Some hours later, the two are very drunk, and bundled together. Reed and Tucker giggle about how the universe isn't going to get any of their bourbon. Reed confesses he finds T'Pol attractive. Just as they're laughing about it, they start to receive a transmission. Reed is practically beside himself with joy as he hears Sato's voice. Unfortunately, the reality of the situation dawns on Tucker as he realizes that the rendezvous that is supposed to happen in two days' time will not be soon enough for them, as they have only a little over a day's worth of air left.
Reed enters the new coordinates, but they will be eleven hours short on air. Tucker and Reed start trying to figure out how to signal the ship and get them to arrive sooner. Reed comes up with the idea of jettisoning the impulse engine and detonating it, as a means of signaling the Enterprise. At first Tucker resists, but then agrees that it is probably the only solution since they can't hold their breath for eleven hours.
Adrift, Reed and Tucker take bets on how much air they have left. If it is less than twelve hours, Tucker gets the remainder of the bourbon; more than twelve, and Reed gets it. Reed checks the indicator and sees that they have ten hours left. After drinking, Tucker says that if they had one person, there would be twice as much air left for whoever was left. Reed jokingly suggests that Tucker go into the airlock and let himself out. Tucker agrees, and goes to climb out. Reed tells him to stop, and they have an argument. Reed pulls a phase pistol on Tucker and threatens him with being stunned if he doesn't stop trying to climb into the airlock. After a shouting match, Tucker gives up and sits down.
Reed wakes up in sickbay. Archer fills him in, explaining that their plan worked and that the Enterprise did detect the destruction of the impulse drive. They managed to get them with just a few hours of air left. Reed asks T'Pol if she's supposed to say something about heroics to make sure it is not a dream. T'Pol tells him to sleep well.
For this episode, there is an extended scene that can be found on the ENT Season 1 DVD. An accurate sign preceding the scene states, "The color portion of the following was lifted from the show – the black and white portion was retained in the final version."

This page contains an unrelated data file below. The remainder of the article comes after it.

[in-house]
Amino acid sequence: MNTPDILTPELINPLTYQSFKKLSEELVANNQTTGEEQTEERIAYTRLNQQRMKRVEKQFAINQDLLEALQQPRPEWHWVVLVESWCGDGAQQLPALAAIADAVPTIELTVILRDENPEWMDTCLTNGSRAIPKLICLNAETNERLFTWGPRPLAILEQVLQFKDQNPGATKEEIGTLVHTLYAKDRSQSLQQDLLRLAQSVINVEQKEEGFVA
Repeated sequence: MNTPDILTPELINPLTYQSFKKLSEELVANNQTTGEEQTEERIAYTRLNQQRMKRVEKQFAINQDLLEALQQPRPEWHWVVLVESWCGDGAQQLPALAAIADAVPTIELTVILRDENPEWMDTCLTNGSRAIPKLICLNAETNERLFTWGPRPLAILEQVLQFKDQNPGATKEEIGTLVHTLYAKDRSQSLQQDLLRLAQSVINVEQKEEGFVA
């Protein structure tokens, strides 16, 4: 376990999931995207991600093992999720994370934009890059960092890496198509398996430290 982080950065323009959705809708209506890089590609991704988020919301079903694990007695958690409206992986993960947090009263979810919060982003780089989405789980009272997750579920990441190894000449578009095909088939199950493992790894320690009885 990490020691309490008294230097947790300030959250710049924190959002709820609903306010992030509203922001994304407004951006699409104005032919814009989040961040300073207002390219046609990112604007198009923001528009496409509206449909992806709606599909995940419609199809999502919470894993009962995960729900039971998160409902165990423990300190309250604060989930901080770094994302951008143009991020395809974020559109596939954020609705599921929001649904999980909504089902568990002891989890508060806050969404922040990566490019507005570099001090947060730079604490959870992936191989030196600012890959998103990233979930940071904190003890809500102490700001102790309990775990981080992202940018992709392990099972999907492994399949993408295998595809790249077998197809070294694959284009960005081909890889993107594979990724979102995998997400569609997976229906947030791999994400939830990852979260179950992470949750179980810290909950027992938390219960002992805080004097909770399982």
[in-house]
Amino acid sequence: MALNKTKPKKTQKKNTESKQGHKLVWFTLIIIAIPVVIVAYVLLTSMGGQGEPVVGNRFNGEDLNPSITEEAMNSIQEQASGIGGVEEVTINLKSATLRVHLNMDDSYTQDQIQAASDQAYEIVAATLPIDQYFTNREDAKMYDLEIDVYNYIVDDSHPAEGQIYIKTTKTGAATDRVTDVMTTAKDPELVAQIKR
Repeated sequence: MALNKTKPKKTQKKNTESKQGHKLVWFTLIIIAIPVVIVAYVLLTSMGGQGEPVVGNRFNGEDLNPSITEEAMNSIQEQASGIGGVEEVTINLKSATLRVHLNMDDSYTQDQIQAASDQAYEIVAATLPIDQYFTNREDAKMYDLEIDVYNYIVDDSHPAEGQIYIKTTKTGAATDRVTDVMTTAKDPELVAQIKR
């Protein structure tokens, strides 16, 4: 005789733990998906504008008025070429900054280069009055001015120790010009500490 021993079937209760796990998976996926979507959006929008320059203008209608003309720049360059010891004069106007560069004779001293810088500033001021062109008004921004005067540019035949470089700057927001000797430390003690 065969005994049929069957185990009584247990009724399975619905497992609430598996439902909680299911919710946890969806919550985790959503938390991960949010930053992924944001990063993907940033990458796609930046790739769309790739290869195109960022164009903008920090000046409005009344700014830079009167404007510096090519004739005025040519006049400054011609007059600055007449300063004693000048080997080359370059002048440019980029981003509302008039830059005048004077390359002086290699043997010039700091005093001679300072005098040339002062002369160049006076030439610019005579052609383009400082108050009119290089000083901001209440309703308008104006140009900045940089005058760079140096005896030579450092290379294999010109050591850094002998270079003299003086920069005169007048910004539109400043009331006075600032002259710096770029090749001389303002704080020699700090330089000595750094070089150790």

Deleted scene 35
As in the aired version of the episode, Reed and Tucker, bundled together, drunkenly giggle about how the universe isn't going to get any of their bourbon. The officers' discussion then deviates from the one they have in the episode's final version, with Reed commenting that he had begun to suspect Archer was invincible, due to the captain's assuring knack of securing his crew's safety. Tucker replies that Archer has always been reliable and, as an example to back up his claim, recalls coaching him to dive at least once a month, when Archer, by then a member of Starfleet, would travel down to the Florida Keys. Tucker says of the experience that it "really got on my nerves", as Archer was such a quick learner and could soon do everything faster and better than his experienced instructor.
As Archer's comeuppance, Tucker decided to introduce his student to "Old Waldo", a male green moray eel. While Archer was wearing protective titanium mesh, Tucker led him into the eel's hole, hoping that he would be a little frightened when he pulled "old Waldo" out of the hole. After Tucker told him that there were some beautiful starfish inside the hole, Archer reached inside and pulled the eel's entire body out. As the creature clung to his arm, Archer found a pressure point under its lower jaw and the eel let go, returning to its hole. Although Reed suspects that, from then on, Archer would have refused to go diving with Tucker, he instead found the entire incident funnier than his instructor, whom he took out to dinner that night. Tucker remembers that they had steaks, lobsters and Kentucky bourbon before the scene returns to the aired version, with Reed confessing that he finds T'Pol attractive.